Without reservation or apology.

Yesterday, my mother’s health took a marked turn for the worse, accompanied by a dear family friend’s recommendation that I expedite my trip east. The family friend  helped out when my sister passed away in 2003, and also when my father died in 2019. When she makes a  recommendation, I listen. We moved my flight up a week.

It was only four months back that I nearly had a panic attack traveling home alone from Houston after the birth of our grandson.

The prospect of voluntarily putting myself in a similar situation initially made me extremely nervous; these days, I was more terrified of flying in the back of a safe, relatively comfortable commercial airliner than preparing for my first combat sortie during Operation Desert Storm.

I’ve thought a lot about my last solo flight, dissecting my decisions and interpretations with the same merciless dispassion as that of a young naval aviator. Despite significant differences, they shared a similar central character: death. The stark difference in context was bridged by the dire urgency of both flights.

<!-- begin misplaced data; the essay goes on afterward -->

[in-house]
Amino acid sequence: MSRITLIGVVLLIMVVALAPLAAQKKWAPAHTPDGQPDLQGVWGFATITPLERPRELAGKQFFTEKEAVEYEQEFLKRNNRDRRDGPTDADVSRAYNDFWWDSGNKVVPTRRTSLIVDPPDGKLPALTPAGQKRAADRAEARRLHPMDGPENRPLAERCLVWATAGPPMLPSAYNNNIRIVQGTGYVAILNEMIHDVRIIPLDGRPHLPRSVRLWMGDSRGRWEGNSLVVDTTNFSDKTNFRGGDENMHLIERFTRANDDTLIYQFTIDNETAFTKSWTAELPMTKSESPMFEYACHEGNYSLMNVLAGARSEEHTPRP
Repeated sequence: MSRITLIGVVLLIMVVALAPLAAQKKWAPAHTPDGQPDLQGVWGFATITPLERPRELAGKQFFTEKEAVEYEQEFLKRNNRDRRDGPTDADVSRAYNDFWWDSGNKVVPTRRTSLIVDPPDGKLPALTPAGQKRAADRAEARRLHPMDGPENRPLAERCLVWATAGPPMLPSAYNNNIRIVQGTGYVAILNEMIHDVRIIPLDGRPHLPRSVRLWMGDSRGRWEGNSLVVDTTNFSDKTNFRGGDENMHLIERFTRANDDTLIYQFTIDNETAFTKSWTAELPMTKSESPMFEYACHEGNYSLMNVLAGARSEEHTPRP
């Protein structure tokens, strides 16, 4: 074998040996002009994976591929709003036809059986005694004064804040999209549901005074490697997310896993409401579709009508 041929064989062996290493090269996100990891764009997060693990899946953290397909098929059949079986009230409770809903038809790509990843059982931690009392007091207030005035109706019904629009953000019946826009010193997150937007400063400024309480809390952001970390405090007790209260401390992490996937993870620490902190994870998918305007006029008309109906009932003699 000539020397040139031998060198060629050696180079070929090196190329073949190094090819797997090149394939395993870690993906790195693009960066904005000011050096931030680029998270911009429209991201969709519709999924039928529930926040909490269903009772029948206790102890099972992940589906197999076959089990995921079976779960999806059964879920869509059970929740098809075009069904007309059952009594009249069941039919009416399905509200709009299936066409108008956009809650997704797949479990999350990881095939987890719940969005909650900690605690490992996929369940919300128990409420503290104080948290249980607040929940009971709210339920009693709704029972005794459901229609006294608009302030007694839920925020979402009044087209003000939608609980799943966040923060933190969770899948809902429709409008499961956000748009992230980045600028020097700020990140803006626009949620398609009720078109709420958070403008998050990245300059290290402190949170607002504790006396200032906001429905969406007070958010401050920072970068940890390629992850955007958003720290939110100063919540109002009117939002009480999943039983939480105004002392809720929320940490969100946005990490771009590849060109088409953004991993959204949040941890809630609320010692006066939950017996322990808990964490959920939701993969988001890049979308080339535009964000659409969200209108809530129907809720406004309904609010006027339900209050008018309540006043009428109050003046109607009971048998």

The coming weeks promise much empty time, punctuated by a little sadness, perhaps some soulful crying. One thing is certain: the loud  laughter of Hunt humor’s off color irreverence will fill the house. My family has always laughed ferociously at life’s inconsistencies without reservation or apology.

Sharing my writing is my solace, bringing me a temporary calm. Readers: thank you, I benefit from  you more than you will ever know.

As an aside, my fear of flying solo was for naught. Taking on challenges outside one’s comfort zone is the only way to know  for sure that you are past them, or if matters have gotten worse. Despite just ninety minutes of sleep last night, I sit here at the back of a crowded airliner, thinking of jokes to tell my mother, smiling. Reflecting on my recent emphasis on a comeback, maybe it was staring me right in the gaunt face, as I plan my next, happier trip.

The brutal language of necessity

A little over a month ago, I posted a blog called “Comeback” with a video of me attempting yoga on the boat rail. It’s been a hard reversal of progress, comparing my yoga skills of eight years ago with today, as the realization hits that regardless of effort, all my mental and physical abilities will continue to fade.